It is interesting to go a little deeper in this through an example of this exchange between different cultures: the typical attitude of a Fine Arts student is very creative and entrepreneurial due to the way they are trained – for their home work, from the very beginning of their training they have to know what others have done and create proposals that are different and find answers to some new question they are given to work. On the other side, in spite of all the efforts that are currently being done to make them entrepreneurial, an engineering student is educated in a more deductive world. In this world they trained to be competent to solve engineering problems and this means they must do well things that others have already done – a possible home work for an engineering student is to write a program to achieve a result that is previously indicated. These represent two schools of thought that produce different minds, appropriate to do different tasks in different worlds but when we create environments that allow them to work together understand and respect individual skills each one of them can contribute to, we are forcing the appearance of something new that we could not expect to see if they work in isolation. It is one of those situation where the some adds to more than the sum of the parts. The main requirement in this process is to have teachers that have a sufficiently wide open view to stimulate and exploit these gains. The gains are clearly visible in many of the project work that students have produced in their thesis in the past years.

Another interesting story is the programs in traditional and on-line media. Media is going through a very deep revolution and the traditional roles of journalists are being challenged by the online world with a new world of possibilities open to an individual equipped with basic Internet and multimedia communication skills. The investment in our undergraduate course in communication sciences was made to create graduates that understand a lot more than journalism in order to be capable to contribute to the development of the new media companies. This was made through the participation of the Schools of Engineering, Humanities, Economics and Fine Arts. The resulting graduates are not easily inserted in the traditional corporations as they are organized according to the traditional skills but they have been very well received in many departments due to their flexibility and familiarity to the Internet world. By adding to the expertise of the course, the experience of a small audiovisual production team created in the university, the University of Porto has done significant activities in training for the media groups. This was a great success and there is now a great demand from all media groups to train multimedia journalists. This is an interesting example of the way universities can have a role in this complex situations where evolution scenarios are difficult to identify.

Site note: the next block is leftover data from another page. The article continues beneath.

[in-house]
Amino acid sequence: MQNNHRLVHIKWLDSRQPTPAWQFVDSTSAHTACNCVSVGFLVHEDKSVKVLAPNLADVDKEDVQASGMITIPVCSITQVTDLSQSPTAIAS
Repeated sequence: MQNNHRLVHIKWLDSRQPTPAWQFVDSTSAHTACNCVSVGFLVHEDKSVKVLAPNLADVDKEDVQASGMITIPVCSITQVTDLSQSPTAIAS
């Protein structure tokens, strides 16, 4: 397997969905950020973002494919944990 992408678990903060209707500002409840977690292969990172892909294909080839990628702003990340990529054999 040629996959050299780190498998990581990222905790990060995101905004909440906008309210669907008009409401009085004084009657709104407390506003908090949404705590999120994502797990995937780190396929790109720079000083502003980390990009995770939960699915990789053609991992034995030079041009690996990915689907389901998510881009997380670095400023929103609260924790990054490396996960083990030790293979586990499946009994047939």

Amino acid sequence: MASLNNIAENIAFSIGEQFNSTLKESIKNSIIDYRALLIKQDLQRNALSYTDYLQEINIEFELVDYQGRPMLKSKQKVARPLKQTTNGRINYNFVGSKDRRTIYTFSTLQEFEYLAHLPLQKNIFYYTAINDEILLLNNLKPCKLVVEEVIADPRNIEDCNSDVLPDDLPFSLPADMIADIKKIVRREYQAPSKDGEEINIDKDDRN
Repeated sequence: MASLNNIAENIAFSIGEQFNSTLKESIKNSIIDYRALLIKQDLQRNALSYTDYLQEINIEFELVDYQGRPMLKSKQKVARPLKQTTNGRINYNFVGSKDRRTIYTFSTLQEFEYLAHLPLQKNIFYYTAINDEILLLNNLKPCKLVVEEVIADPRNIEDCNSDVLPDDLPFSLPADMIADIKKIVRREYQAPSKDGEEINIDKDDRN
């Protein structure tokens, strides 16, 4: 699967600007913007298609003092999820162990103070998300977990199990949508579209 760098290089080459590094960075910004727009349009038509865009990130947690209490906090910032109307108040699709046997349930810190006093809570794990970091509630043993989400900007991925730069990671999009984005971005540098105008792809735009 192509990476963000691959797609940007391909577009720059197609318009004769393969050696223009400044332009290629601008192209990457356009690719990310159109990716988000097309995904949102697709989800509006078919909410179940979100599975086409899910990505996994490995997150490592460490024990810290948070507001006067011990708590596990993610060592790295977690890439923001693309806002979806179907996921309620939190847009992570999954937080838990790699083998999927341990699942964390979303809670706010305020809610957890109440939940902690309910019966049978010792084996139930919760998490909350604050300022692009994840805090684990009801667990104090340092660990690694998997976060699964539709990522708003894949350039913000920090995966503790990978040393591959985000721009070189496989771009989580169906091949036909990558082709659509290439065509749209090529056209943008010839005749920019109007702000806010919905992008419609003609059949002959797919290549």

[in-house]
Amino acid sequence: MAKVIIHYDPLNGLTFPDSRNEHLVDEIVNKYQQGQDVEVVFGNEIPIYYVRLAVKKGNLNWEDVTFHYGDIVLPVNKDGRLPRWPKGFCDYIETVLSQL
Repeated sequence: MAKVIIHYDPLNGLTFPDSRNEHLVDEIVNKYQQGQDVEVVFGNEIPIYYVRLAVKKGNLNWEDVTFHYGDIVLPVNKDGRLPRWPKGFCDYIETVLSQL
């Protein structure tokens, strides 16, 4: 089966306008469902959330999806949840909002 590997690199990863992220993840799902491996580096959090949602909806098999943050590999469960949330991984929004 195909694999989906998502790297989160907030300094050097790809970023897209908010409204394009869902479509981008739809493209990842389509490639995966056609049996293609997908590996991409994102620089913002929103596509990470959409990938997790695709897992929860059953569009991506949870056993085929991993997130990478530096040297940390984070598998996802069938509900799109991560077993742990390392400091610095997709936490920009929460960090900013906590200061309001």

The exploitation of these opportunities requires a new mode of operation. That is clearly understood by the managing bodies of the university and will take place in the framework of the transformation of the University of Porto into a Foundation that is now being done.

The first is the creation of a better way to manage researchers and resources as needed to coordinate teaching and research activities in these areas but extending the scope of current research activities to new areas of research not well covered in the Media Arts such as performing arts and music. The second will be the creation of a new framework for the development of projects with industry such as the pole for creative industries, oriented towards the content production industries.

This will offer space accommodate companies, common production infrastructures to be chaired by teaching, research and companies, incubation and spaces to interact with the public, support for the development of experimental contents in all forms, all this placed in the very centre of historical city of Porto. We call this project P.INC and I believe that, linked with the creation of a Creative Industries Cluster in Porto, already approved by government, the partnership we are building with University of Texas in Austin, the organization of international events like Future Places, will significantly increase the scope of our current activities.


Artur Pimenta Alves, Full Professor
INESC Porto, Faculdade de Engenharia da Universidade do Porto